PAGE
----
Home / Massachusetts / Lydia Chapin Taft – New England’s First Woman Voter

Lydia Chapin Taft – New England’s First Woman Voter

Lydia Chapin Taft was the first woman to legally vote in New England.

lydia chapin taft

Illustration of a colonial kitchen

The year was 1756, and the issue of taxation without representation was a hot concern in the American colonies. Boston minister James Mayhew was preaching about the injustice of British colonial rule in election year sermons that would give rise to the issue.

In the town of Uxbridge, Mass., meanwhile, the issue took on a more local tone. The town needed to raise funds to contribute to its defense in the French and Indian Wars. Voting was restricted to male landowners, at the time, and Uxbridge had just lost one of its largest property owners: Josiah Taft.

Josiah was a civic leader in Uxbridge, serving as a selectman and town moderator. In 1756, Caleb Taft – son of Josiah and Lydia – became sick while attending college at Harvard. When Caleb died, Josiah retrieved his body, and Josiah, too, soon fell ill and died.

The town needed to select a new moderator, and it also needed to vote on whether to fund the ongoing war. Henry Chapin, a descendent of the Tafts, would later document in 1864 that the town took the unusual step of giving Lydia the right to vote at town meeting.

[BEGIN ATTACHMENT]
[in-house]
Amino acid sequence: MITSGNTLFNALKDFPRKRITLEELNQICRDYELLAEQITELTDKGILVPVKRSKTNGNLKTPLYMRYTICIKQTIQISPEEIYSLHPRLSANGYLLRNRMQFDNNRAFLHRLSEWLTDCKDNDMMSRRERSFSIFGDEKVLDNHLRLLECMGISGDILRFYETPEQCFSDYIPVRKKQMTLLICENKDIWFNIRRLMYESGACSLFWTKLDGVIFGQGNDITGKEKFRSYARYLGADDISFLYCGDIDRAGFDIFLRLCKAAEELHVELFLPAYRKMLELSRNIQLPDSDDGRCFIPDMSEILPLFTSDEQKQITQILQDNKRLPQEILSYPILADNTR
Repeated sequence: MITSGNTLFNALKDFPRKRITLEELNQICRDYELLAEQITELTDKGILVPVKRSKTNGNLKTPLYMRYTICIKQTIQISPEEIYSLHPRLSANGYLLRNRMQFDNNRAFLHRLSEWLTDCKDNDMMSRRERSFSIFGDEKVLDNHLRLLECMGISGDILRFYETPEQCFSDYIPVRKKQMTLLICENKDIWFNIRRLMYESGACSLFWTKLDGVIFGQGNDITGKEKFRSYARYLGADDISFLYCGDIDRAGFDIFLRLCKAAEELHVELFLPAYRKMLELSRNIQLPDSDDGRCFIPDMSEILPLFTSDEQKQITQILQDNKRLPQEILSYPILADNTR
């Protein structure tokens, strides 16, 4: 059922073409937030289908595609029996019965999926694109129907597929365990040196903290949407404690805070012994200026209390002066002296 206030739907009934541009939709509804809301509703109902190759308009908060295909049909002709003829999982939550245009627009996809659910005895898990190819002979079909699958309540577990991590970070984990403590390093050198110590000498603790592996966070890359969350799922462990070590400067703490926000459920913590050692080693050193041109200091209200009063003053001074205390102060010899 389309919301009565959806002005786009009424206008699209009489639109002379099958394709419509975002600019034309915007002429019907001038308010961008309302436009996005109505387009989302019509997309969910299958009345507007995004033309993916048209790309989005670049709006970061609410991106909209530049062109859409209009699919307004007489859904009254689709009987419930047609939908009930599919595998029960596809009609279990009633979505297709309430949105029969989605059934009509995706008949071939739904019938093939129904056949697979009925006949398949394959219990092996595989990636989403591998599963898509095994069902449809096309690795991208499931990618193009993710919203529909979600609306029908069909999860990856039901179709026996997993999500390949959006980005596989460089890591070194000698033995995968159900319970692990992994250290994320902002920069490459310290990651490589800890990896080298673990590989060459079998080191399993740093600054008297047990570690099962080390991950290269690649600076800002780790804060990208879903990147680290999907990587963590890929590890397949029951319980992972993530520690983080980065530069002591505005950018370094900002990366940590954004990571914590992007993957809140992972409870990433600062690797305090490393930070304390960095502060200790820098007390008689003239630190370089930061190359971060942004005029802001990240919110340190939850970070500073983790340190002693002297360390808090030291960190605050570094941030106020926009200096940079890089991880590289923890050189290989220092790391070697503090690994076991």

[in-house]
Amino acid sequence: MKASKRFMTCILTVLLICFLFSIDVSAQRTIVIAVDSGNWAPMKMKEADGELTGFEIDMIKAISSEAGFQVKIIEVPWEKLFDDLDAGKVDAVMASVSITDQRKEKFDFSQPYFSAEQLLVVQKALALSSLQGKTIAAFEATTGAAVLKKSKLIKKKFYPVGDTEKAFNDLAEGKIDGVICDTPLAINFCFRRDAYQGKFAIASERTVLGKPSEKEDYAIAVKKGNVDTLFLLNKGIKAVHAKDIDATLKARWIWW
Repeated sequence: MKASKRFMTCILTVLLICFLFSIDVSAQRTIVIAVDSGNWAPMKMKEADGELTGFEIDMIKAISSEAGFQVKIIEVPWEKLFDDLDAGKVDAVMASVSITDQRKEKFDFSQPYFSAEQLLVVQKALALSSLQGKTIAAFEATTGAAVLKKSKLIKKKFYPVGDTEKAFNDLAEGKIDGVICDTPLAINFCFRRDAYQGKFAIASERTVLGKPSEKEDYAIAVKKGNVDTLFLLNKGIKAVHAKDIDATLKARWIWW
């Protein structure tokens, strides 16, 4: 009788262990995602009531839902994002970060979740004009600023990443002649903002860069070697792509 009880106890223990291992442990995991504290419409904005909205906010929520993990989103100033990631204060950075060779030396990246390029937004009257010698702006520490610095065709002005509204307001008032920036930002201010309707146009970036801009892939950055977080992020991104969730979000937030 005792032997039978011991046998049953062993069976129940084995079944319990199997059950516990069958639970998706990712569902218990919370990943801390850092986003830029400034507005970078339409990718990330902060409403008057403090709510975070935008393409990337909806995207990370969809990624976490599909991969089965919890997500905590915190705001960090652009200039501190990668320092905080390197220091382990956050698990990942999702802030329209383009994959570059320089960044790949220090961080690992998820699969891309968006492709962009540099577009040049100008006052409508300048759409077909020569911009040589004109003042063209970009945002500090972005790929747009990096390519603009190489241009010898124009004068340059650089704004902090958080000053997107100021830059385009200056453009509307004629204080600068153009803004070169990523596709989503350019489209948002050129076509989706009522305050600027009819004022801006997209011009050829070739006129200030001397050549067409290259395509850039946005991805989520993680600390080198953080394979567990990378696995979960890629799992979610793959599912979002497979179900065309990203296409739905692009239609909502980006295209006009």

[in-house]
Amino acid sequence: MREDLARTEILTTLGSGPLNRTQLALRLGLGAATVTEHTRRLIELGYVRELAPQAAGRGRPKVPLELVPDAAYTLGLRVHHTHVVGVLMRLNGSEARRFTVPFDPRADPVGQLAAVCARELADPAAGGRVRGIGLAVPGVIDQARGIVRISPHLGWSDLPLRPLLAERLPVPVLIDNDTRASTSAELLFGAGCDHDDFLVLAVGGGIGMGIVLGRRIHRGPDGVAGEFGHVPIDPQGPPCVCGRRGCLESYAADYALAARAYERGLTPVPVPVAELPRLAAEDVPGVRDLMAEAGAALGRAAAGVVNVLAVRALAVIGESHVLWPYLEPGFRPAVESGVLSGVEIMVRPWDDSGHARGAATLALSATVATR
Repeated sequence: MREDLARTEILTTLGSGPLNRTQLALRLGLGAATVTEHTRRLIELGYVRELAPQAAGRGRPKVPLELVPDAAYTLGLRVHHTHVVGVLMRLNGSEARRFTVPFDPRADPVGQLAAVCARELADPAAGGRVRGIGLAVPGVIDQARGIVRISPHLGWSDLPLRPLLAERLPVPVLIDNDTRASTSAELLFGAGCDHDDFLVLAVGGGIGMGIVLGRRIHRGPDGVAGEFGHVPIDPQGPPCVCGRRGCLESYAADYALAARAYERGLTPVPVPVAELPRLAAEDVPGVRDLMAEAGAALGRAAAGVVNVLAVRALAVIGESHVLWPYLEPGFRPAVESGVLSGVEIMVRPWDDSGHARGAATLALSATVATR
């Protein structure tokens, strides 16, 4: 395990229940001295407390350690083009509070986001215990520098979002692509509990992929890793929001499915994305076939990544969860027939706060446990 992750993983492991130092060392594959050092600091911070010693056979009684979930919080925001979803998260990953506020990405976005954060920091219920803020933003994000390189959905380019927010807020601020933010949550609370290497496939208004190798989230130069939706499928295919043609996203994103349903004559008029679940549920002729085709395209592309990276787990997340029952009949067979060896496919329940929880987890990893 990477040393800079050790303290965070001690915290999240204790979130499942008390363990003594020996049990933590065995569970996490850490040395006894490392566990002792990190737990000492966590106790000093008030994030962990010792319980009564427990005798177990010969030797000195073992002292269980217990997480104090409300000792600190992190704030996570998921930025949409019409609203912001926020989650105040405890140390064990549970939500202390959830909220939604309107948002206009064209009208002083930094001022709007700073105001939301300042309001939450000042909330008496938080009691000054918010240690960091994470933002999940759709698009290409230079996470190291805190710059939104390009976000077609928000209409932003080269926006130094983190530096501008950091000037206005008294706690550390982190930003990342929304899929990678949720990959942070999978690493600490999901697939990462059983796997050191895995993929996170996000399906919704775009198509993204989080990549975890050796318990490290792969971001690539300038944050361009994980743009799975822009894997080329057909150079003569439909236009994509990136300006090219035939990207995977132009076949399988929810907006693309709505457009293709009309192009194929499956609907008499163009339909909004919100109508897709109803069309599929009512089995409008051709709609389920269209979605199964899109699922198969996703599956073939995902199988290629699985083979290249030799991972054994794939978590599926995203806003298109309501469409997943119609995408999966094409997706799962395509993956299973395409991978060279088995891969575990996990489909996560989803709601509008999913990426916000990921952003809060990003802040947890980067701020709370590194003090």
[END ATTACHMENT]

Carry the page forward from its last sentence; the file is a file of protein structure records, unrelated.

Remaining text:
With her eldest surviving son Bezaleel not yet ten years old, there was no male representative of the Taft’s large estate to vote the family interests. The town meeting, however, remedied this by asking Lydia to vote. She did, casting her vote to support the request for funding, and so the first recorded vote by a woman in Massachusetts occurred.

It would be more than 160 years and countless protests before all women could vote. The full reasoning behind the town of Uxbridge’s decision to ask Lydia to vote isn’t documented. Henry Chapin suggested, however, it was the spirit of “no taxation without representation” that inspired the decision. But he also notes that her vote decided the issue, and perhaps she was needed for political purposes.

Regardless, records show Lydia Taft appeared at least twice more at town meeting conducting her affairs: once to address tax issues and once to change the school district she was assigned.

3 comments

  1. Viola F Hayhurst

    I hope that is is documented— at least— that she did vote. Women were often giving rights such as these if they were clearly the family overseer —

  2. Voting was dictated by property ownership in this period. Most people didn’t meet the requirement. Women of the eighteenth century worked, owned business and property, and participated in the political process. Rich people of both sexes were more educated, and middling and poor people worked more strenuous jobs. It was a different society to be sure but it is frequently misrepresented through a presentist lens of modern gender politics.

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